“Like the return of the undead, woke math has come back to haunt California’s classrooms and make it even harder for the state’s struggling students to receive a quality education,” Lance Izumi, Senior Director of the Center for Education at the Pacific Research Institute writes at Townhall.com this week.
Last year, the California Department of Education released the first draft of a new curriculum framework for K-12 mathematics, which guides classroom teaching. But this release was only after a six-month delay due to pressure from members of Congress and other officials, parents, educators, and even school districts, Izumi and Wenyuan Wu, Executive Director of Californians for Equal Rights Foundation explained in July. Why the delay?
The “controversial and ideological 2021 proposed Math Framework rightly generated huge opposition because of the seismic changes it made to current math practices in California schools,” Izumi and Wu explained. “As noted in a letter against the proposal signed by 500 mathematicians and top educators, the framework politicizes math by assigning math problems that address ‘social inequalities,’ denies math as a neutral science, urges teachers to take a ‘justice-oriented perspective,’ and discourages accelerating talented students because of racial balancing considerations. As the letter emphasized, ‘The proposed framework would, in effect, de-mathematize math.’”
The delayed release was expected to bring about positive changes. But as Izumi warns this week, instead “Woke math returns to California.”
Izumi explains that the second draft says that the goal of teaching math will be to “promote racial justice.” “Indeed, five of the 14 chapters of the framework are focused on equity, with the CDE saying that ‘equity influences all aspects of this document.'”
This emphasis on “equity” is highly concerning because there is a big difference between “equity” and “equality.”
Equality, which is an American standard, focuses on equal rights of individuals. Equity, which is a Marxist creed, demands that entire groups defined by the left, not individuals, have comparable outcomes. The left would have you believe equality “inevitably generates suspicion of unequal or differential treatment absent past discrimination or present stereotyping, particularly if practiced by the state.” Emory University even calls equality a “theory.”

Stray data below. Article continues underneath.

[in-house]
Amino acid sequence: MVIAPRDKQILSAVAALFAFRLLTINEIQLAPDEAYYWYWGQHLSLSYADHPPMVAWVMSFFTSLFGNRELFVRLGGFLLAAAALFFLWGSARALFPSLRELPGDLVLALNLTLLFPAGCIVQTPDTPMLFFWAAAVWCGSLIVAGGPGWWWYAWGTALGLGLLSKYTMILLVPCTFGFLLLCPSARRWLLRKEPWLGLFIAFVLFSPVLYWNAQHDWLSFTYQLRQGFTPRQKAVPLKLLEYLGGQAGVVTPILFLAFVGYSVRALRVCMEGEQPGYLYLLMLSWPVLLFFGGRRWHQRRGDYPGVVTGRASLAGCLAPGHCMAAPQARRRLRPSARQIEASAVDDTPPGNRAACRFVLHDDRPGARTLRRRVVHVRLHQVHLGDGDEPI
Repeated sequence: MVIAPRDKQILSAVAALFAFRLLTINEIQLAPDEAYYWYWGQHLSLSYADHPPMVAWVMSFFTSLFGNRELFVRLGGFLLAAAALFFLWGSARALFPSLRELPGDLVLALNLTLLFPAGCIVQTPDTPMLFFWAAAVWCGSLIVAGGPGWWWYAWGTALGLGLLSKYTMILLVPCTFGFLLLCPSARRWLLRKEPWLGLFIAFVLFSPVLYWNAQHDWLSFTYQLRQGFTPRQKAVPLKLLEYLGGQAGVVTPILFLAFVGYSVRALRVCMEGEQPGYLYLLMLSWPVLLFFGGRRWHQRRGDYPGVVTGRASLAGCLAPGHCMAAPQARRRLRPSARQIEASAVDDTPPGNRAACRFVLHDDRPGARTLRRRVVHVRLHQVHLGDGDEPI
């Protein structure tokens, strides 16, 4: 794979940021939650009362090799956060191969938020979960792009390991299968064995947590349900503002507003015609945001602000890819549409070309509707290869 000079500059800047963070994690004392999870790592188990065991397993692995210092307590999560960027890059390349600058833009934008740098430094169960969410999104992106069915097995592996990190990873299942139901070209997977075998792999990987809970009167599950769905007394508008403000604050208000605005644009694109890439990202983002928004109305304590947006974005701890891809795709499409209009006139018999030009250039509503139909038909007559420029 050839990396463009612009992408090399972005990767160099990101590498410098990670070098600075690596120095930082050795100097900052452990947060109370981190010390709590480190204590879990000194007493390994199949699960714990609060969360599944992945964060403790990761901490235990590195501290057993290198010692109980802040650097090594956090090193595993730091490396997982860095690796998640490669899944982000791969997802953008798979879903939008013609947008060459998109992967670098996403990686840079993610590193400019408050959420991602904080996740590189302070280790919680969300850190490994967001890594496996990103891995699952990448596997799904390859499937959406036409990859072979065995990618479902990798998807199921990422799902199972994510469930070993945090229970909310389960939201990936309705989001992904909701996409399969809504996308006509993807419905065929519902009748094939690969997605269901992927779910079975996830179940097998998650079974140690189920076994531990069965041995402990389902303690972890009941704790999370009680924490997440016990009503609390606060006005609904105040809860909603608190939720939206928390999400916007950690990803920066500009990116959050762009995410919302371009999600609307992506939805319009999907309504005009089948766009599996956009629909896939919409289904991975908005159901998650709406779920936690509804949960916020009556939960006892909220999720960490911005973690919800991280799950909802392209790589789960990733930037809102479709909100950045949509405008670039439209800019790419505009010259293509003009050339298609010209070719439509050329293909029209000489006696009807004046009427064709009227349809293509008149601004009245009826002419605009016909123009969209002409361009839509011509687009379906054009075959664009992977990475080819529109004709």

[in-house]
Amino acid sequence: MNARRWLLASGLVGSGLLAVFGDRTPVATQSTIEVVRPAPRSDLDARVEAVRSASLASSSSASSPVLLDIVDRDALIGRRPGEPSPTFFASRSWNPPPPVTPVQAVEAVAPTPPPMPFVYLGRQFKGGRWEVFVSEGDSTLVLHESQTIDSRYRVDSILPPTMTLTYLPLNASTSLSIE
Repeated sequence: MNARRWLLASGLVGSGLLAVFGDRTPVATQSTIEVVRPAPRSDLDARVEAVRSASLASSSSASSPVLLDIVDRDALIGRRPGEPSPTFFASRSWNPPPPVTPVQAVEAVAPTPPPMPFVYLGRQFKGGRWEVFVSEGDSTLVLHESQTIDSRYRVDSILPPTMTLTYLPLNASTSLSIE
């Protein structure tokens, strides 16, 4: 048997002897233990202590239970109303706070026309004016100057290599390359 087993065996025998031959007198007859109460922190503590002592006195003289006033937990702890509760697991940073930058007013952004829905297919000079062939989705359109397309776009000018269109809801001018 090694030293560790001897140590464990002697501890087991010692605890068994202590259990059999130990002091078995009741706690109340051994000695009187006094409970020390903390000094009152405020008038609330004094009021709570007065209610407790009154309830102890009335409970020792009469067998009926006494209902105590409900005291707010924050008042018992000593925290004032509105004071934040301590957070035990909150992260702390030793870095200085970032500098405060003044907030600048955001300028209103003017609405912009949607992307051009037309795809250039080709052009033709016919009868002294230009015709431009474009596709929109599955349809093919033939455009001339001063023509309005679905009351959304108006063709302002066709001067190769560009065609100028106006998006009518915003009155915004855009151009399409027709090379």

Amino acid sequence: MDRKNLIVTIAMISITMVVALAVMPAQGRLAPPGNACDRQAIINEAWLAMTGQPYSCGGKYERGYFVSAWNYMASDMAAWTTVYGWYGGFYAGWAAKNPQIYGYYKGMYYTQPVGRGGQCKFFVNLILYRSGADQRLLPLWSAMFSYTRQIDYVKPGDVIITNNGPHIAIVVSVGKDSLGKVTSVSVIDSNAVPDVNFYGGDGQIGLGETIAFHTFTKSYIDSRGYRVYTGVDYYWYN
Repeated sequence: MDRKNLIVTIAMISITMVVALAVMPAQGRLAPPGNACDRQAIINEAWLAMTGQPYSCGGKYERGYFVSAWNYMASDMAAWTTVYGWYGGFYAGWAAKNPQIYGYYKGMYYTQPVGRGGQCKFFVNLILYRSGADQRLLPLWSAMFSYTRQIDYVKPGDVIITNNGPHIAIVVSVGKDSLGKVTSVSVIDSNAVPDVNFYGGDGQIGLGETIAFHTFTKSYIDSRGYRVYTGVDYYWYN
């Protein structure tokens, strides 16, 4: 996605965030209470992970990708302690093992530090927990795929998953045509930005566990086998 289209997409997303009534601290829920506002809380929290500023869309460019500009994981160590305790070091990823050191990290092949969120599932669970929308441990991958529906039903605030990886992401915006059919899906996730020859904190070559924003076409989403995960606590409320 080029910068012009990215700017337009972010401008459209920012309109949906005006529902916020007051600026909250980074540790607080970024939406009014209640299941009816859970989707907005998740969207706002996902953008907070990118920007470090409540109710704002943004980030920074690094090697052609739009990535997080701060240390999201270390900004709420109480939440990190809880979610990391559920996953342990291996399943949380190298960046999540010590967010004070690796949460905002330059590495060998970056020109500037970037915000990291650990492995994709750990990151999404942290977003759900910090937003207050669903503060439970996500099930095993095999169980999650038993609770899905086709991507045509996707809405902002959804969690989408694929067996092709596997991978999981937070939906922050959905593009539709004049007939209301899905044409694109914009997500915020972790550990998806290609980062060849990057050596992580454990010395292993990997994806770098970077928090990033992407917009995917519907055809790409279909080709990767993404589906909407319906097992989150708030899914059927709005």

The left in America conflates the two words.
The new math framework “is wrapped in equity,” with the goal to “lower standards in the name of equal outcomes, which could have disastrous ramifications on the quality of public education,” Frank Xu, president of Californians for Equal Rights Foundation, warns.
Izumi warns of another troubling teaching method recommended by the framework: trauma-induced pedagogy.
“According to Williamson Evers, a former U.S. assistant secretary of education for policy, and Ze’ev Wurman, a former senior policy advisor at the U.S. Department of Education, trauma-induced pedagogy ‘is the idea that students are disabled emotionally by a racist, sexist, violent society ruled by a capitalist class and that therefore teaching should be therapeutic.'”
Indeed. This is a greatly disturbing practice.
The University of Nebraska may be one of the few honest schools in describing what trauma-induced pedagogy is: “Trauma-Informed Pedagogy requires having an awareness of our students’ past and present experiences and the effects of those experiences on students’ well-being and their ability to engage with the materials and learn. We must be able to recognize trauma in ourselves and our students. We need to be intentional to promote safe environments that cultivate connectedness, empowerment, and recovery.”
What does trauma have to do with math?
Not much. “Infusing math instruction with a highly politicized ideology will only worsen California’s poor student math performance,” Izumi says. “For example, 63 percent of Ventura County students failed to meet grade-level standards on the 2020-21 state math test. Statewide, 66 percent of California students failed to meet grade-level standards on the math exam.”
California’s focus on politics and ideology, rather than on mathematical computational excellence, “deprives students of the tools and learning they will need to succeed in math and, subsequently, in the workplace.”
“California, which is so dependent on STEM-related industries, cannot afford to allow ideology to trump real math learning in the classroom, “Izumi concludes. “The state needs competent scientists, engineers, and computer specialists, not woke math illiterates who know their pronouns, but cannot solve an equation.”
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